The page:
Few craft better essays today than Scott Russell Sanders, and no one more securely represents the writer as vir bonus. The voice is graceful, the man intelligent, engaged, as sympathetic as he is sympathizing. I have yet to encounter a reader unattracted to either Sanders’ humane perspectives and strongly poetic yet political sensibility ...

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4 The Perfect Critic and Imperfect Critics: The Essay, Criticism, and Impurity

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pp. 59-68

Alexander Pope was somewhere between seventeen and twenty-one years old when he wrote An Essay on Criticism. Youth did nothing to temper the claims to authority, even as he located critical error in the sin of pride. Beyond pyrotechnical displays of sheer poetic brilliance, ...

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5 Eliot’s Prose Voice: The Critical Essayist as Medium

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pp. 69-80

In Criticism in the Wilderness, Geoffrey H. Hartman devotes two lengthy and dense chapters to the task of undercutting The Sacred Wood as he confronts Matthew Arnold and seeks to overturn him, too. Always suggestive, sometimes infuriating, but never dull, Hartman may get more wrong about Eliot than right, ...

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6 “Restoring / With a New Verse the Ancient Rhyme”

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pp. 81-90

It may seem odd, in a book on Eliot and the essay, to discuss his poetry. But I offer no apology, only the claim that his poetry and his essays should not be separated. Perhaps more so than is often acknowledged or realized, they complement one another, neither acting primary to the other’s secondary, ...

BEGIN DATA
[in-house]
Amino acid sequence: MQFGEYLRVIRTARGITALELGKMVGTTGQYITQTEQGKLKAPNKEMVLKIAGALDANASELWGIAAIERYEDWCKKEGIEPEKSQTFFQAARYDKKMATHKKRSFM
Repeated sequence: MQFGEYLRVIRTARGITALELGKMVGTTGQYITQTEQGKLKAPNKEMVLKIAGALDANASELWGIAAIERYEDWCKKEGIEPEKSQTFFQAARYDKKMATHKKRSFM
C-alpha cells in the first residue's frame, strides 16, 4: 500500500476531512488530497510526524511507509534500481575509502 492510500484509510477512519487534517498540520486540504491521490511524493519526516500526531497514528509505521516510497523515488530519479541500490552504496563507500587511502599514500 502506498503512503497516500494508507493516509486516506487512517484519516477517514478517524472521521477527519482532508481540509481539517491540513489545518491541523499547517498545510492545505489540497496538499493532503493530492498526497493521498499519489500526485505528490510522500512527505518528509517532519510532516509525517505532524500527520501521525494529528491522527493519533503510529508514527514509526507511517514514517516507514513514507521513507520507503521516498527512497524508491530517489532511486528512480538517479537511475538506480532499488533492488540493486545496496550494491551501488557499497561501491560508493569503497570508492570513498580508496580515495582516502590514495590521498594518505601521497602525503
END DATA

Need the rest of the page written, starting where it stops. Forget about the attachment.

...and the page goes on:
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7 Four Quartets: The Poem as Essay

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pp. 91-110

In the third of Four Quartets, Eliot laments the way that we so often miss the meaning of an experience, thus echoing the discouragement of the opening of The Waste Land some twenty years earlier. Eliot’s words also recall his asseverations in “Tradition and the Individual Talent” against Wordsworth ...

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8 The Impure Art of Four Quartets: Where Literature and Philosophy Meet

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pp. 111-122

Fresh from having offered the poem over two three-hour sessions to undergraduates, I ponder once more likely and effective places to focus discussion— or at least to begin. The students failed to see the poem’s signifi cance on their own, and few of them showed interest in journeying with me toward the discovery of its meaning. ...

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Conclusion—Faring Forward, Exploring Still: Participation Instead of Puritan’s Progress

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pp. 123-130

One of the most recent is Peter McCullough in his introduction to the first full annotated edition of Lancelot Andrewes’ writings. The edition is impressive, undoubtedly valuable, the commentary on Andrewes much better than that briefly offered on Eliot, who may have rescued the Divine from relative oblivion. ...

Notes

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pp. 131-134

Works Cited

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pp. 135-138

Index

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pp. 139-147


E-ISBN-13: 9781602584815
E-ISBN-10: 1602584818
Print-ISBN-13: 9781602582552
Print-ISBN-10: 1602582556

Page Count: 160
Publication Year: 2010

Edition: 1
Series Title: Studies in Christianity & Literature
Series Editor Byline: Roger Lundin